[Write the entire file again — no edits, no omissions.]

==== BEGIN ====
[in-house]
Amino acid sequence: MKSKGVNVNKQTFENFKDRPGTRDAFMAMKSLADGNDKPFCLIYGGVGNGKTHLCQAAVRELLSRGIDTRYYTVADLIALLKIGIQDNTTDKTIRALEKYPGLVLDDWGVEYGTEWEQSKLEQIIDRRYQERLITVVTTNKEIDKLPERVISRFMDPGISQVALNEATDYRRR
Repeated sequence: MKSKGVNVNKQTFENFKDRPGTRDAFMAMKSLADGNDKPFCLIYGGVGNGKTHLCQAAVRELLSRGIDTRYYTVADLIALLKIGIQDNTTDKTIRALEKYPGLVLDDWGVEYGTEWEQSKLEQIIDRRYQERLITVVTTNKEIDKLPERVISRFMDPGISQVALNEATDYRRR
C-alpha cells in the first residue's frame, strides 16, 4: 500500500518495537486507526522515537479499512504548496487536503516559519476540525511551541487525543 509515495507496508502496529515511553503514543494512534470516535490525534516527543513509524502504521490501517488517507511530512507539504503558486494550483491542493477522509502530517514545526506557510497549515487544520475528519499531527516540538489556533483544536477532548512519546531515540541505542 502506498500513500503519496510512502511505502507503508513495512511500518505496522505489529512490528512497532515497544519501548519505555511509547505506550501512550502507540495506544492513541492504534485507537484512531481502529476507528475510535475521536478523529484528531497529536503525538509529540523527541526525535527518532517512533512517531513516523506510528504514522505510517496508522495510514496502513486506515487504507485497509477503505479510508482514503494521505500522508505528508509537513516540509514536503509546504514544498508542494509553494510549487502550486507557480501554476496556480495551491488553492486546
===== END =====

[in-house]
Amino acid sequence: MKSKGVNVNKQTFENFKDRPGTRDAFMAMKSLADGNDKPFCLIYGGVGNGKTHLCQAAVRELLSRGIDTRYYTVADLIALLKIGIQDNTTDKTIRALEKYPGLVLDDWGVEYGTEWEQSKLEQIIDRRYQERLITVVTTNKEIDKLPERVISRFMDPGISQVALNEATDYRRR
Repeated sequence: MKSKGVNVNKQTFENFKDRPGTRDAFMAMKSLADGNDKPFCLIYGGVGNGKTHLCQAAVRELLSRGIDTRYYTVADLIALLKIGIQDNTTDKTIRALEKYPGLVLDDWGVEYGTEWEQSKLEQIIDRRYQERLITVVTTNKEIDKLPERVISRFMDPGISQVALNEATDYRRR
C-alpha cells in the first residue's frame, strides 16, 4: 500500500518495537486507526522515537479499512504548496487536503516559519476540525511551541487525543 509515495507496508502496529515511553503514543494512534470516535490525534516527543513509524502504521490501517488517507511530512507539504503558486494550483491542493477522509502530517514545526506557510497549515487544520475528519499531527516540538489556533483544536477532548512519546531515540541505542 502506498500513500503519496510512502511505502507503508513495512511500518505496522505489529512490528512497532515497544519501548519505555511509547505506550501512550502507540495506544492513541492504534485507537484512531481502529476507528475510535475521536478523529484528531497529536503525538509529540523527541526525535527518532517512533512517531513516523506510528504514522505510517496508522495510514496502513486506515487504507485497509477503505479510508482514503494521505500522508505528508509537513516540509514536503509546504514544498508542494509553494510549487502550486507557480501554476496556480495551491488553492486546